Congress could soon allow the benefits of current retirees to be cut as part of an agreement to address the fiscal distress confronting some of the nation’s 1,400 multi-employer pension plans.
Several unions and pension advocates opposing the move, which would be unprecedented, say that permitting financially strapped plans to cut retiree benefits would violate the central promise of traditional pensions: that they would provide a defined benefit for life.
“This proposal would devastate retirees and their surviving spouses,” said Karen Friedman, executive vice president of the Pension Rights Center, a nonprofit group. “The proposal would also torpedo basic protections of the federal private pension law . . . that states that once benefits are earned, they can’t be cut back.”
Several of the nation’s large multi-employer pension plans are on a course that would leave them insolvent within a decade. If that occurred, the federal insurance fund that protects the retirement benefits of more than 10 million Americans in multi-employer plans could collapse.
In a proposal made more than a year ago, a coalition of plan trustees and unions said the only way to salvage the most distressed pension plans without a government bailout is to allow them to cut retirement benefits before they run out of money. The reductions would be voted on by the trustees of individual plans, as well as retirees, under proposals being negotiated by lawmakers. Advocates point out that the plan laid out by the coalition would leave pensioners in distressed plans with more than what they would receive from government pension insurance if their plans failed.
“The plans that are headed for insolvency would have benefit cuts under existing law,” said Randy G. DeFrehn, executive director of the National Coordinating Committee on Multiemployer Plans. “At least this proposal would preserve benefits above existing law.”
In recent weeks, negotiations over the proposal have heated up on Capitol Hill. Still, some key elements are unresolved, including a way to satisfy objections from United Parcel Service, which withdrew from one of the most distressed plans in 2007 but would be on the hook to make up for any pension cuts affecting its retirees.
If those details can be ironed out, congressional aides said an agreement is possible before the current session of Congress ends this month.
“Members are still discussing the details about a possible legislative solution to the multiemployer pension crisis and remain hopeful Congress will act before the end of the year,” said a bipartisan statement for the House Committee on Education and the Workforce. “Any decisions regarding how a possible solution might move through the legislative process will be made by leadership at the appropriate time.”
Multi-employer plans are formed by businesses and unions that join forces to provide pension coverage for working-class Americans, from truck drivers to grocery store clerks and construction workers.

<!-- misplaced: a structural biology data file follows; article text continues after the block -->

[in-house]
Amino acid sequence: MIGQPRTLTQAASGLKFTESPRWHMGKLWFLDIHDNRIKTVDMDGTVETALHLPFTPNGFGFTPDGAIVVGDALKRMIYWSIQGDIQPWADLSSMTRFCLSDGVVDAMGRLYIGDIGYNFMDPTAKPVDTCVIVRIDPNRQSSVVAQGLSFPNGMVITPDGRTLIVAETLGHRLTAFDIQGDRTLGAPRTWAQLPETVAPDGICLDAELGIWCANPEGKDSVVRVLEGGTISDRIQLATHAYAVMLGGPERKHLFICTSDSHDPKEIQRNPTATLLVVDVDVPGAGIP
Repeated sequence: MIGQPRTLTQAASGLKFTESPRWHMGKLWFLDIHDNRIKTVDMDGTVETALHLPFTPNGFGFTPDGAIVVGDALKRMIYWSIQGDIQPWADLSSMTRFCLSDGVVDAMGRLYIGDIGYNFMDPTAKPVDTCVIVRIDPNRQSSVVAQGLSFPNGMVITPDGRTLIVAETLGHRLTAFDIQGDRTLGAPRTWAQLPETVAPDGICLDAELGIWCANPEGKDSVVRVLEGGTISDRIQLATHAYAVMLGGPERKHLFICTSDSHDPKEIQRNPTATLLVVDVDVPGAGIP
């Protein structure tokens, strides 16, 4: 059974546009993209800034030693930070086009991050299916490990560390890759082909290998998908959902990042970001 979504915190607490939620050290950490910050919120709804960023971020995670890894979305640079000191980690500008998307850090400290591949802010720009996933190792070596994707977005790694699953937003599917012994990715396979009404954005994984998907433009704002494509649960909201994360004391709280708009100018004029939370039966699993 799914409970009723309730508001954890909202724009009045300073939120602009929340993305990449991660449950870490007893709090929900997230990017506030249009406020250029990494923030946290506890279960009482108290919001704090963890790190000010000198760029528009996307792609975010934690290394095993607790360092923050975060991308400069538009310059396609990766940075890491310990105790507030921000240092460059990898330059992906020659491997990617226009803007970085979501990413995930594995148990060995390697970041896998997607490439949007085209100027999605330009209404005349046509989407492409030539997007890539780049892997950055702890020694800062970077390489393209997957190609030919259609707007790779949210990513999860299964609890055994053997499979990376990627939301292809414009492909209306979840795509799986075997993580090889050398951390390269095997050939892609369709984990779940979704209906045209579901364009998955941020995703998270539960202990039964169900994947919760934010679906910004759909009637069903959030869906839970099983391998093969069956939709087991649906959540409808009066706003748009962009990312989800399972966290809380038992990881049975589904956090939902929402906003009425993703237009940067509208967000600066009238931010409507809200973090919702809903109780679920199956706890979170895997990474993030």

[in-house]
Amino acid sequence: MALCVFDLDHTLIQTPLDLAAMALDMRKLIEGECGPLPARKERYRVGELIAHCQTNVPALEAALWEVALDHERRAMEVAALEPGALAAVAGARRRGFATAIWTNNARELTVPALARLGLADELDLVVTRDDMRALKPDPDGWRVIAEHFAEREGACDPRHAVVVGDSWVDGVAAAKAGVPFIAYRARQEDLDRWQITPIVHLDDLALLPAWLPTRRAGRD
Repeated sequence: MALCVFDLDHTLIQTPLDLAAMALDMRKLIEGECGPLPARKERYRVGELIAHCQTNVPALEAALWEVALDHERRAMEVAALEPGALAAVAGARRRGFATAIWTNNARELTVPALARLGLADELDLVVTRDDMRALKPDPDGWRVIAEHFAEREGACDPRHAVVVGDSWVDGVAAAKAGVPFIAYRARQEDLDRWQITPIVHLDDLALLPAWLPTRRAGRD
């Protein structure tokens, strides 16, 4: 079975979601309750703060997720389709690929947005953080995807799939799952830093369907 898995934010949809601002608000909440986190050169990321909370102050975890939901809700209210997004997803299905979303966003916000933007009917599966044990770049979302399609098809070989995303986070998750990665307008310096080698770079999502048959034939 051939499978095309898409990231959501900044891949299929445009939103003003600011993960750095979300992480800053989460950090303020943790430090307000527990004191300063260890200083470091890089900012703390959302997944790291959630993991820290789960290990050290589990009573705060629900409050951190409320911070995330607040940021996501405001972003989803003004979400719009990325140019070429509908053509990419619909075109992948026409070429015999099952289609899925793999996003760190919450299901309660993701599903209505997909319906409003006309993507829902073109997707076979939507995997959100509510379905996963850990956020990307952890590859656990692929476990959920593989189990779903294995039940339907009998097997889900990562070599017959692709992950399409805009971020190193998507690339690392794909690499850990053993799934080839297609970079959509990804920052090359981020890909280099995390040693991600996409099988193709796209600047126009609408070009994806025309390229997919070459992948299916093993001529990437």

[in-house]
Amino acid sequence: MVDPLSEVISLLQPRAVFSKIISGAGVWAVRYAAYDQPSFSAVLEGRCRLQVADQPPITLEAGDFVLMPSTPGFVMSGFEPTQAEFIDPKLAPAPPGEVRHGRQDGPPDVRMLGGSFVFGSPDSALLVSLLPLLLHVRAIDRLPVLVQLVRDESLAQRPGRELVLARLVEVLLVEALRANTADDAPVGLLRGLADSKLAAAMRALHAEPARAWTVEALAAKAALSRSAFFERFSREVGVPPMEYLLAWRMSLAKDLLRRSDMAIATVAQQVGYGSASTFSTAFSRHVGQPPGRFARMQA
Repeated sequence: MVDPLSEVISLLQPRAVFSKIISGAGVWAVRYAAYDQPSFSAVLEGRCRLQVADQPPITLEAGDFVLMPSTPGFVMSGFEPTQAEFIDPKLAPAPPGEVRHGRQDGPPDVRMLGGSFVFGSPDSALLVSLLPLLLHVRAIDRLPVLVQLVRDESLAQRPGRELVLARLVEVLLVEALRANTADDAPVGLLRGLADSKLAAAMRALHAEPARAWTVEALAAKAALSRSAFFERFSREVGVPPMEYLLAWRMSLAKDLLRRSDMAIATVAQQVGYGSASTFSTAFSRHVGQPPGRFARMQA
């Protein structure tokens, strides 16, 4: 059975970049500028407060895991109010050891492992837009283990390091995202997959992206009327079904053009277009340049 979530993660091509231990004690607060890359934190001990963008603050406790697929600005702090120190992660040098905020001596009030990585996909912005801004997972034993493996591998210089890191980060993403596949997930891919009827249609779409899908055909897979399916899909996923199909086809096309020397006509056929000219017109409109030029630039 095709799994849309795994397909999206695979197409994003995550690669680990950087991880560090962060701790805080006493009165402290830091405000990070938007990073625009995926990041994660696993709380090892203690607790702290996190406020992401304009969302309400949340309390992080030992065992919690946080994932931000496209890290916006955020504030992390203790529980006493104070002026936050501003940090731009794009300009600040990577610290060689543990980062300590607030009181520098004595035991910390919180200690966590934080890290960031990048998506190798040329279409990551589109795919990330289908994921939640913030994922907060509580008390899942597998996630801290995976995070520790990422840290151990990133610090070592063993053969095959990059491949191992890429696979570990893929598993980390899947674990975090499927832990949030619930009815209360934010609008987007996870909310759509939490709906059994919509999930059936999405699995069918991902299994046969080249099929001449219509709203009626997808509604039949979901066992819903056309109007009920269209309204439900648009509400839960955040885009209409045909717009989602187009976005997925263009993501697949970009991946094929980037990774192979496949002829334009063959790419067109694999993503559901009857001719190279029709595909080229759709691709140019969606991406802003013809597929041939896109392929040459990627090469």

Their finances have suffered over the past decade in large part because of stock market plunges and a decline in employment and union membership, leaving the plans with a growing proportion of retirees to current workers.
Employees covered by the plan are part of a diminishing share of private-sector workers who are still covered by pensions that pay them a fixed percentage of their pay for the rest of their lives. The idea of allowing cuts to benefits now being paid to retirees is supported by some unions, even as it is adamantly opposed by others.
“This is nothing less than a declaration of war by Congress on American retirees,” said R. Thomas Buffenbarger, international president of the International Association of Machinists and Aerospace Workers. “Allowing cuts to existing retirees’ pensions is simply the wrong way to address the problems of a few troubled pension plans. . . . The long-standing promise of a secure pension system must not be overturned by unaccountable lawmakers in a lame-duck session of Congress.”
Since 1974, the federal law governing the nation’s private-sector pensions has prohibited cuts to the benefits of workers who have already retired — a precedent that is now endangered.
Opponents have accused Congress of negotiating the deal “behind closed doors.” Also, while the general proposal has been aired in legislative hearings, they say the specific legislation now being hammered out has not.
“Retirees, most of whom are living on modest incomes, have few alternatives and no ability to plan for or absorb cuts in their benefits,” said Joyce Rogers, senior vice president of government affairs for AARP, the lobbying group for older Americans. “Before demanding reductions in the pension income of current retirees, Congress should first require the key stakeholders to take every possible action permitted under current law to restore their plans to solvency.”